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The starting point is intuitive I guess: I want to do a decision tree type of algorithm, but some of the variables are continuous, e.g. numbers instead of quantities like ages.

I cannot afford the computation to directly treat them as discrete variable, I also don't want to lose much information through binning, and I don't know which binning method is the best.

Maybe regression will be a good choice. But I don't want to use categorical variables to build the tree first then do the regression at leaves. I think treating both kinds of variables equally will be better. In other words, I wish continuous variables could also show up in the early branch. Of course, I guess it will be hard for tree structure to achieve this.

So I'm wondering if there's such hierarchy structure which can use both continuous and categorical variables as keys?

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  • $\begingroup$ you edit it to clarify what you are trying to model? You refer to both regression and classification (both of which decision trees can be used for, incidentally), so the goal is a bit unclear. $\endgroup$ – mkt - Reinstate Monica Aug 28 '18 at 12:52
  • $\begingroup$ My bad. I believe I want to do regression, an interpretative regression. That's why I pick decision tree as start and use the average of the leave as final prediction. $\endgroup$ – G. Yu Aug 28 '18 at 13:29
  • $\begingroup$ Many machine learning algorithms have no problem with a mix of continuous and categorical variables. Decision trees are among them. There was at one point some difficulty with getting them to be treated equally (loosely speaking), but this was resolved a while ago, I believe. Random forests can certainly handle both types together. Does this answer your question? I'm still unsure based on your question. $\endgroup$ – mkt - Reinstate Monica Aug 28 '18 at 14:05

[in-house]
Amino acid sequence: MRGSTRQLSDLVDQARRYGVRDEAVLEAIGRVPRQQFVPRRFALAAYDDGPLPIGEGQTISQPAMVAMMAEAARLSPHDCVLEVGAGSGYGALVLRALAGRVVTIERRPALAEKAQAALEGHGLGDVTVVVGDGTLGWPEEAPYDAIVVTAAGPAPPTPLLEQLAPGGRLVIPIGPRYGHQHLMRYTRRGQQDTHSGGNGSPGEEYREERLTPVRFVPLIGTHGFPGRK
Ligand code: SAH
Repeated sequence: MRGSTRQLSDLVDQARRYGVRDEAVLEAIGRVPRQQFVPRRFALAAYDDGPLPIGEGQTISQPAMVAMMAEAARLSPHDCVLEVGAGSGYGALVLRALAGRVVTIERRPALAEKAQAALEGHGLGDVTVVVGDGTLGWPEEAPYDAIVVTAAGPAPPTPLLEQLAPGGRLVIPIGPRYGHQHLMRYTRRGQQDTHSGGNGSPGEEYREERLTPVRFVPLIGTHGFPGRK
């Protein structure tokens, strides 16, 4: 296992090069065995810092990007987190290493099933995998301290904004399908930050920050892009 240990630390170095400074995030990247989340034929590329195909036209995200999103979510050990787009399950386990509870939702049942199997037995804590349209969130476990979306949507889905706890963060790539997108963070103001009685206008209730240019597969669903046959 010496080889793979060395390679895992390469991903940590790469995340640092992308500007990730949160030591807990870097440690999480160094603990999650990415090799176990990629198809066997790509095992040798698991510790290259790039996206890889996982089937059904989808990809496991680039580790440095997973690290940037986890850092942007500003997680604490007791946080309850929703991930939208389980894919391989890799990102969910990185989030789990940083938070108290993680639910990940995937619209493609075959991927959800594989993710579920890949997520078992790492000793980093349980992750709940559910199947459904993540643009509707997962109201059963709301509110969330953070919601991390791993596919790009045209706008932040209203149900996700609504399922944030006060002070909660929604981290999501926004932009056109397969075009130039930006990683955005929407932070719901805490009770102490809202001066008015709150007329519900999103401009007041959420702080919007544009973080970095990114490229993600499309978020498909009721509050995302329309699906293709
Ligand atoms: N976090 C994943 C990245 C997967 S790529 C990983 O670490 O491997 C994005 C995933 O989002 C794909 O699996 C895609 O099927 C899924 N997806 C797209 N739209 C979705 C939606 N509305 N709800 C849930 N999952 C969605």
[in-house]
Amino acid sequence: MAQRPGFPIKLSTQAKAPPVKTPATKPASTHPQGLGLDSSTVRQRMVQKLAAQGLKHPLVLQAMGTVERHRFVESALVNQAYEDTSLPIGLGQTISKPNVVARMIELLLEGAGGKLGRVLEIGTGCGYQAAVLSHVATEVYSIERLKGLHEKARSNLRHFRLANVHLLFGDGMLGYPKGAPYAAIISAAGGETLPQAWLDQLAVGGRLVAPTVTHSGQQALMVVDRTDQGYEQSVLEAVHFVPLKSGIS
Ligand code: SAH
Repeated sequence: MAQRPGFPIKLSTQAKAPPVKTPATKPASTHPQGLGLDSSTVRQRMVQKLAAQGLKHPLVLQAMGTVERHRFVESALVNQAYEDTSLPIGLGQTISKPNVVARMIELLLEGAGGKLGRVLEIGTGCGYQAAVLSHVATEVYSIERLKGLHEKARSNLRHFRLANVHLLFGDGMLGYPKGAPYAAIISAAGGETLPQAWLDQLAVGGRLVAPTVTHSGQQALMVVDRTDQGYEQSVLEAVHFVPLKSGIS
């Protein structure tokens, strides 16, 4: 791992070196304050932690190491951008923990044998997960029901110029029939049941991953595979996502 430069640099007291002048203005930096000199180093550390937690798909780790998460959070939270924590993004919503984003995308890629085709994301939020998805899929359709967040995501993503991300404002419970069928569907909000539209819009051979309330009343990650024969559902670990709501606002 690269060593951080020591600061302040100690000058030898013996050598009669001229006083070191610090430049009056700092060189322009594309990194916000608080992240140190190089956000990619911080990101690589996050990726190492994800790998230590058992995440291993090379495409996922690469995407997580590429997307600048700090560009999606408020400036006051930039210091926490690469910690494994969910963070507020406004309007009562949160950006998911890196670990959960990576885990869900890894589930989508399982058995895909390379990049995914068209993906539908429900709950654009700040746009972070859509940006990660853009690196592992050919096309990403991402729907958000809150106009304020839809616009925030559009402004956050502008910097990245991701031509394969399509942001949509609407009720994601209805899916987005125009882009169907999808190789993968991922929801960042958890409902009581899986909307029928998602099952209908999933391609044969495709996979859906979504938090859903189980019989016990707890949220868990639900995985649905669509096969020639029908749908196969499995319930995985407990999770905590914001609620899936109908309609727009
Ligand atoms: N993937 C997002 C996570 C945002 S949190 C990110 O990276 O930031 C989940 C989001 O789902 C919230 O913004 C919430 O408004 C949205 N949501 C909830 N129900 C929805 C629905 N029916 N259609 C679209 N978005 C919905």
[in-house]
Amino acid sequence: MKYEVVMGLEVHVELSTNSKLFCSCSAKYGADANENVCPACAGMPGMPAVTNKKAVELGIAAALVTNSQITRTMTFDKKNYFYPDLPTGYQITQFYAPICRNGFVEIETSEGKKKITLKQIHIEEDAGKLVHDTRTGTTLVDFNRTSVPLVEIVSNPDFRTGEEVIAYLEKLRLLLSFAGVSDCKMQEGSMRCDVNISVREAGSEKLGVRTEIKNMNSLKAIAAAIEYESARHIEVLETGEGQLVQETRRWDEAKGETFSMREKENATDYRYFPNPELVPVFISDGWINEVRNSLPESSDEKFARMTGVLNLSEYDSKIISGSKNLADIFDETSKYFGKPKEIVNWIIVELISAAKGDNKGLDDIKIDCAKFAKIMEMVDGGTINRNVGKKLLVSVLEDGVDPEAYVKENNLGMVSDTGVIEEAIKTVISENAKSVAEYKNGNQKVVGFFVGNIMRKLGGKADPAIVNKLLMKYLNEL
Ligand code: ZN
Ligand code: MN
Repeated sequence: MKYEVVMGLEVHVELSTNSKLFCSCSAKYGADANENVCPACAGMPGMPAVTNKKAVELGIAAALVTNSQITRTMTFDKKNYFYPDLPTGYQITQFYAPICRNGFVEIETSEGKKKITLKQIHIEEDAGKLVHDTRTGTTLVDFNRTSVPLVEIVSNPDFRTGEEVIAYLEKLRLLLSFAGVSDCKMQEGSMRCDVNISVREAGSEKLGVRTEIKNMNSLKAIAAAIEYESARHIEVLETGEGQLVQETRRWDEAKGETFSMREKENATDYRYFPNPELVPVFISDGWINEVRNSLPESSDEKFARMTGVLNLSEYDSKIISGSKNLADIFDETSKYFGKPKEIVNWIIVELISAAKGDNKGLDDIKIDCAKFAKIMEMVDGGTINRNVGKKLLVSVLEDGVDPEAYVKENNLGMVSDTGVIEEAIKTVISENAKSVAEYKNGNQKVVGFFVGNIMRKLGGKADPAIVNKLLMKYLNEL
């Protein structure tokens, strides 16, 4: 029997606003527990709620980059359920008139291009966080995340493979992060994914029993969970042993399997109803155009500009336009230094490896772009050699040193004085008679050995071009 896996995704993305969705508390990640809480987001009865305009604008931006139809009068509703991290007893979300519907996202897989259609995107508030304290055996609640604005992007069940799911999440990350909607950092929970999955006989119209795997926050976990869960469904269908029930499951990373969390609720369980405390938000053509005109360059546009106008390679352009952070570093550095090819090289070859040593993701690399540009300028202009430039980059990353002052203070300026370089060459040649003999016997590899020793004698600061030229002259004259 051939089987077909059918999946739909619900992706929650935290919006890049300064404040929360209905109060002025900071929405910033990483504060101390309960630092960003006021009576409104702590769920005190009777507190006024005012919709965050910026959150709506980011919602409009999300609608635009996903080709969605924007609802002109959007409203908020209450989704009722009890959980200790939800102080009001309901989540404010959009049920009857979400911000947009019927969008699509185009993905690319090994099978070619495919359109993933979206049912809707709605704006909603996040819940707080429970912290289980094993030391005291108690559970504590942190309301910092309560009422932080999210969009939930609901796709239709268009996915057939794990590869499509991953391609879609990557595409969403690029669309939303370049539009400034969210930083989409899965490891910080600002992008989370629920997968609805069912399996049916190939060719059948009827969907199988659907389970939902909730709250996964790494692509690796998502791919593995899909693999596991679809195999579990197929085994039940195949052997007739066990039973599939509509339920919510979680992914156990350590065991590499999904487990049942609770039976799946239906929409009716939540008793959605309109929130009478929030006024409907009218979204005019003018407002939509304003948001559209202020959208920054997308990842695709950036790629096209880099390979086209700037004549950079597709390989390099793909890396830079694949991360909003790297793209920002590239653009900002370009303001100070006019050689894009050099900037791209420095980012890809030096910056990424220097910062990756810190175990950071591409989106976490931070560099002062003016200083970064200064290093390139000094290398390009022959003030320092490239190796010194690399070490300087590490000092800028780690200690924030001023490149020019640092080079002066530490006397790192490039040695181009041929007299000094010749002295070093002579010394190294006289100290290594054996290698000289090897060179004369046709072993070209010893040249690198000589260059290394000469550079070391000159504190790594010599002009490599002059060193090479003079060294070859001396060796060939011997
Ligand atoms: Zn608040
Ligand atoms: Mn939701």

• $\begingroup$ Thanks! Could you talk more about how to treat them equally or give me a link? I think that's exactly my question $\endgroup$ – G. Yu Aug 28 '18 at 14:35
  • $\begingroup$ Going by what you wrote, give a try to linear splines plus interactions with categorical features in a linear model. The knot placement is the hard part, but you can try greedy approaches or heuristics. I think this is closer to what you want. DTs can cope with mixed categorical/numerical features though, so that's a non-issue. $\endgroup$ – Firebug Aug 29 '18 at 11:46
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Welcome to CV. As far as I know, every tree method can use both categorical and continuous variables. Certainly PROC HPSPLIT in SAS can do so, as can the party and rpart packages in R.

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